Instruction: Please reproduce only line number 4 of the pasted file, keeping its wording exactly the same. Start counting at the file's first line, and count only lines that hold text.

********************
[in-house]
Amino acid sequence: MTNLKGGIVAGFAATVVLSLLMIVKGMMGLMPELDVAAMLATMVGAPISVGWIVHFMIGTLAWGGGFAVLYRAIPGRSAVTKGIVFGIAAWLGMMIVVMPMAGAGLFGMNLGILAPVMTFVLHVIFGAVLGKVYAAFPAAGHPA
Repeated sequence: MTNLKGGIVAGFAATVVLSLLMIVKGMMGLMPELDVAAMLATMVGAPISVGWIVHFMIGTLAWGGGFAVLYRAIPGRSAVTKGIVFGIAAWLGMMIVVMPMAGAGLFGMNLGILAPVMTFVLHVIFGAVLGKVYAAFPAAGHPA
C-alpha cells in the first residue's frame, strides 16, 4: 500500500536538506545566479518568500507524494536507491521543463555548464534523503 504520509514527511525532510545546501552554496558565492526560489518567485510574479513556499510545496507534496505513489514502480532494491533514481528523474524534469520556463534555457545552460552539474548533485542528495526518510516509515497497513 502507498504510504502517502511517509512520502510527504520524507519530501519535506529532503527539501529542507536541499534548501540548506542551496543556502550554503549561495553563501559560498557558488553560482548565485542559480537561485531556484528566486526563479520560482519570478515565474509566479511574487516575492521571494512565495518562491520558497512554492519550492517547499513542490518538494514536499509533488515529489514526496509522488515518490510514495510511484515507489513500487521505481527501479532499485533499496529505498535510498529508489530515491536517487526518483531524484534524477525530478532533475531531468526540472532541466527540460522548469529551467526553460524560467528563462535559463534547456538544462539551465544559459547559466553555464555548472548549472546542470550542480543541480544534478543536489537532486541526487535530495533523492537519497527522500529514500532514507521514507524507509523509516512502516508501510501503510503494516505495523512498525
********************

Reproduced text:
C-alpha cells in the first residue's frame, strides 16, 4: 500500500536538506545566479518568500507524494536507491521543463555548464534523503 504520509514527511525532510545546501552554496558565492526560489518567485510574479513556499510545496507534496505513489514502480532494491533514481528523474524534469520556463534555457545552460552539474548533485542528495526518510516509515497497513 502507498504510504502517502511517509512520502510527504520524507519530501519535506529532503527539501529542507536541499534548501540548506542551496543556502550554503549561495553563501559560498557558488553560482548565485542559480537561485531556484528566486526563479520560482519570478515565474509566479511574487516575492521571494512565495518562491520558497512554492519550492517547499513542490518538494514536499509533488515529489514526496509522488515518490510514495510511484515507489513500487521505481527501479532499485533499496529505498535510498529508489530515491536517487526518483531524484534524477525530478532533475531531468526540472532541466527540460522548469529551467526553460524560467528563462535559463534547456538544462539551465544559459547559466553555464555548472548549472546542470550542480543541480544534478543536489537532486541526487535530495533523492537519497527522500529514500532514507521514507524507509523509516512502516508501510501503510503494516505495523512498525